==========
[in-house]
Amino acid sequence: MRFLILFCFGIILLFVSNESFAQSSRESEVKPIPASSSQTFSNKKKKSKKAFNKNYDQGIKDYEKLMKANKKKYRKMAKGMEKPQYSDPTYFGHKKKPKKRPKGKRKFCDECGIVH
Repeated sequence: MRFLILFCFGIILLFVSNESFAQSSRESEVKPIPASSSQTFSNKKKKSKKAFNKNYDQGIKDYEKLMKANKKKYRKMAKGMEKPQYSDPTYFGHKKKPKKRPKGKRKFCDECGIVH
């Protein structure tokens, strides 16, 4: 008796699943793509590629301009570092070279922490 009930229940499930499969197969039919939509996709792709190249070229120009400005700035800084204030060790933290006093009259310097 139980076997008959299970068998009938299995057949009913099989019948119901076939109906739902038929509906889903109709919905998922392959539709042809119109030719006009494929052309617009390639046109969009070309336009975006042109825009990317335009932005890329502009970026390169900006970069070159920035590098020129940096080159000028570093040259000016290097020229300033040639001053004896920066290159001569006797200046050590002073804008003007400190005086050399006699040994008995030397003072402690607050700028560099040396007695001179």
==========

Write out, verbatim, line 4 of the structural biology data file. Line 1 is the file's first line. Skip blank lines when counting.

């Protein structure tokens, strides 16, 4: 008796699943793509590629301009570092070279922490 009930229940499930499969197969039919939509996709792709190249070229120009400005700035800084204030060790933290006093009259310097 139980076997008959299970068998009938299995057949009913099989019948119901076939109906739902038929509906889903109709919905998922392959539709042809119109030719006009494929052309617009390639046109969009070309336009975006042109825009990317335009932005890329502009970026390169900006970069070159920035590098020129940096080159000028570093040259000016290097020229300033040639001053004896920066290159001569006797200046050590002073804008003007400190005086050399006699040994008995030397003072402690607050700028560099040396007695001179």